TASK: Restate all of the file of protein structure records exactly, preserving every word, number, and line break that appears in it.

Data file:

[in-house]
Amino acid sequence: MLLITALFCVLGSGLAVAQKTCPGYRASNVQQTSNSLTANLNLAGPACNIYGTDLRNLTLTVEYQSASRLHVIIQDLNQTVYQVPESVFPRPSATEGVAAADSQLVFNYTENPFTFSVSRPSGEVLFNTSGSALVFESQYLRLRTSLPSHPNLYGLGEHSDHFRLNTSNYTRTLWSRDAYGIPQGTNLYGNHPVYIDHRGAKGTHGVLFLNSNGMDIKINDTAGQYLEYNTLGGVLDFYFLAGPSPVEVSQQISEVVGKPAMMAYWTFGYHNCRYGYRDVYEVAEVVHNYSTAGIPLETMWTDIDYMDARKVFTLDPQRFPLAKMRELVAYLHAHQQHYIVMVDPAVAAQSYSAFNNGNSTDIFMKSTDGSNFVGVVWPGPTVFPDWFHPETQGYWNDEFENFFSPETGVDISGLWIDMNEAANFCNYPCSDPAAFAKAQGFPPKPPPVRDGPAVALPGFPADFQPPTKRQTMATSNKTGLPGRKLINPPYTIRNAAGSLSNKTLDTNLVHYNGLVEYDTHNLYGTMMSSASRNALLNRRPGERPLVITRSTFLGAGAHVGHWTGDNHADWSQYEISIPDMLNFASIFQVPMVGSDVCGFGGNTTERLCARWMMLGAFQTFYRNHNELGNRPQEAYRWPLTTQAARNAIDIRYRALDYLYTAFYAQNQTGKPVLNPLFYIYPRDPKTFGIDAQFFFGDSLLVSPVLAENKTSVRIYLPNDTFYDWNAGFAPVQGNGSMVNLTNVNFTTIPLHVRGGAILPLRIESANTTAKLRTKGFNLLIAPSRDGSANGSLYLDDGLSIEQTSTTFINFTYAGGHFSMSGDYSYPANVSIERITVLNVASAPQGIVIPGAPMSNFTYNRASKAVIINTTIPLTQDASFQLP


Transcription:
[in-house]
Amino acid sequence: MLLITALFCVLGSGLAVAQKTCPGYRASNVQQTSNSLTANLNLAGPACNIYGTDLRNLTLTVEYQSASRLHVIIQDLNQTVYQVPESVFPRPSATEGVAAADSQLVFNYTENPFTFSVSRPSGEVLFNTSGSALVFESQYLRLRTSLPSHPNLYGLGEHSDHFRLNTSNYTRTLWSRDAYGIPQGTNLYGNHPVYIDHRGAKGTHGVLFLNSNGMDIKINDTAGQYLEYNTLGGVLDFYFLAGPSPVEVSQQISEVVGKPAMMAYWTFGYHNCRYGYRDVYEVAEVVHNYSTAGIPLETMWTDIDYMDARKVFTLDPQRFPLAKMRELVAYLHAHQQHYIVMVDPAVAAQSYSAFNNGNSTDIFMKSTDGSNFVGVVWPGPTVFPDWFHPETQGYWNDEFENFFSPETGVDISGLWIDMNEAANFCNYPCSDPAAFAKAQGFPPKPPPVRDGPAVALPGFPADFQPPTKRQTMATSNKTGLPGRKLINPPYTIRNAAGSLSNKTLDTNLVHYNGLVEYDTHNLYGTMMSSASRNALLNRRPGERPLVITRSTFLGAGAHVGHWTGDNHADWSQYEISIPDMLNFASIFQVPMVGSDVCGFGGNTTERLCARWMMLGAFQTFYRNHNELGNRPQEAYRWPLTTQAARNAIDIRYRALDYLYTAFYAQNQTGKPVLNPLFYIYPRDPKTFGIDAQFFFGDSLLVSPVLAENKTSVRIYLPNDTFYDWNAGFAPVQGNGSMVNLTNVNFTTIPLHVRGGAILPLRIESANTTAKLRTKGFNLLIAPSRDGSANGSLYLDDGLSIEQTSTTFINFTYAGGHFSMSGDYSYPANVSIERITVLNVASAPQGIVIPGAPMSNFTYNRASKAVIINTTIPLTQDASFQLP